Branching in TFS 2010 is a server-side operation. Presumably, if you have a team of developers and you grant them check-in and check-out permissions without merge or manage branch permissions - these developers would be able to create workspaces that map whatever branches they need to work on to local folders on their hard drive.

Having a smaller group of people, such as a technical or senior develper with branch permissions - merge and manage branch would help to ensure that your branching strategy is implemented correctly (according you your requirements and best practice recommendations).

As for cleaning up a *messed-up* branching structure, there are probably several options. If you want to start from scratch, you can probably create a new branch - to serve as your Main branch. When you do this, you need to be careful that any changes in existing branches are checked in and merged into the branch that will become the Main branch. Be aware that, while it is possible to delete or rename existing branches, you need to be careful going down this road. You do not want to lose changes (and you may not want to lose change history).

I am not sure I totally understand how your branching structure got *messed up* or what it looks like right now. For example, you state: "The first Admin1 under the project created the Main Branch folder and copied a sln from VSS to TFS under that project and Main Folder.    Admin1 then had that sln become a branch.  "  I am sure you are not suggesting that Admin1 converted a a solution file to a branch. It is possible you meant to state that Admin1 clicked on a folder (called "Main" or "Main Branch") and converted that folder to a branch. That would certainly explain why Admin2 could not convert this folder to a branch ... it is already a branch.

Bill Heys
VS ALM Ranger



Jun 8, 2010 at 7:19 PM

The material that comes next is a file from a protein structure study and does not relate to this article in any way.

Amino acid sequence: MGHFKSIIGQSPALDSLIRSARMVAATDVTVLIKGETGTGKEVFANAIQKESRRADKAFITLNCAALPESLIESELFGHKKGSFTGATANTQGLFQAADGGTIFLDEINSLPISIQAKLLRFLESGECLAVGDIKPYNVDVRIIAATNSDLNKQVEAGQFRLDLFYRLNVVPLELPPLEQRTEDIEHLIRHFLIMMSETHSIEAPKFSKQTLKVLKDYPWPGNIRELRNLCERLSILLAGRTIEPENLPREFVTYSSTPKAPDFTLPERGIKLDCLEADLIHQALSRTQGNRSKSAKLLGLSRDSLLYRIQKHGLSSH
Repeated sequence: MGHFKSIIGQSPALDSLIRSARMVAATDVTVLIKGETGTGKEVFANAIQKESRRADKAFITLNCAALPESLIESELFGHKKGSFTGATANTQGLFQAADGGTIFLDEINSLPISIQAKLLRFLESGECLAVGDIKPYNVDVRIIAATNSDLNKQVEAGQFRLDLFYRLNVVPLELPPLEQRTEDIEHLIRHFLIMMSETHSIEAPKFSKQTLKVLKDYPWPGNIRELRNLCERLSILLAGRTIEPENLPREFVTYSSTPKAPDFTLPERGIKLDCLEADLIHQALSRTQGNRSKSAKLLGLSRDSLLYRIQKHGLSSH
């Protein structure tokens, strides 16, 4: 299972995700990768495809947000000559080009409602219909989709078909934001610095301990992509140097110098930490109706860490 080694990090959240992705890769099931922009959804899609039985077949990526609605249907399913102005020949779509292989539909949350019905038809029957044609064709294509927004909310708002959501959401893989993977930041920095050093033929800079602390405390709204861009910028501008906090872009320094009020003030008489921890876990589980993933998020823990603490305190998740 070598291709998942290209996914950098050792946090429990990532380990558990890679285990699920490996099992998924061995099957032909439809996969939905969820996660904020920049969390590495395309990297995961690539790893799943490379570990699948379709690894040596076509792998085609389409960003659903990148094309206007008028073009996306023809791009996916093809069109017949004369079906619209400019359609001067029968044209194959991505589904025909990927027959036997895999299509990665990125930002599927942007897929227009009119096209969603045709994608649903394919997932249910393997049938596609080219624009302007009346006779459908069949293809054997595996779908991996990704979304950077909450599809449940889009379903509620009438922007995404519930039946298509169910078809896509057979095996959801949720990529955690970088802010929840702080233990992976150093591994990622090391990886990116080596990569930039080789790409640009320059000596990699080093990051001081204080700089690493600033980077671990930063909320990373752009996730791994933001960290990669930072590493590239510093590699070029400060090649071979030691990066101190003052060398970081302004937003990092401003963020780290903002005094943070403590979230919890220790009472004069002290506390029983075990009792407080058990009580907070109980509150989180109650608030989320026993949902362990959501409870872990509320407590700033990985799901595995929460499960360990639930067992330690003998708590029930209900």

I was mistaken in my previous post.  

What Admin1 did was created additional folders under the Main branch and called it XXXX(solution name)Solution-Branch. Then created another folder called XXXXX(solution name)Solution-Branch2.  Under the Main branch there are multiple Solutions for this Project so each has been put into a folder called  that solution name and branch and branch1. 



   +XXXXSolution-branch     (this is a branch)

   +XXXXSolution-branch-2  (this is a branch)

When Admin2 tried to take the MainBranch folder and "Convert to Branch" he got the error message that I originally wrote about. 

So if Admin1 has a different Branching concept than Admin2, the Branching structure could get really "messed up". 



Jun 8, 2010 at 8:40 PM

I think it is important, as you describe your current situation, to carefully distinguish between folders and branches. In VS 2008 it was much more difficult, in Source Code Explorer, to see which folders were containers of other folders, branches, and files, and which folders had actually been created through a branching operation.

In VS 2010, Branches are now a first-class object and as such have a branch icon that easily distinguishes a branch from a folder (with a folder icon).

It is also important to have a standard approach to setting up new Team Projects in VS 2010.

For example I generally start in the Team Explorer by adding a new Team Project (<TeamProjectName>) to TFS. After it creates all of the nodes in Team Explorer, I double-click on the Source Code node to open the Team Project in Source Code Explorer.

Initially, a new Team Project will not be mapped to a workspace. The workspace defines a mapping between a Team Project and folders on your local hard drive. I generally create this mapping first. I would map the Team Project to a folder such as c:\VS2010\<TeamProjectName>\

If prompted to do a get latest, I click yes, to ensure that my local folders bring down all of the contents of <TeamProjectName> from TFS. In the case of a new Team Project, this should not be necessary, but I do this anyway.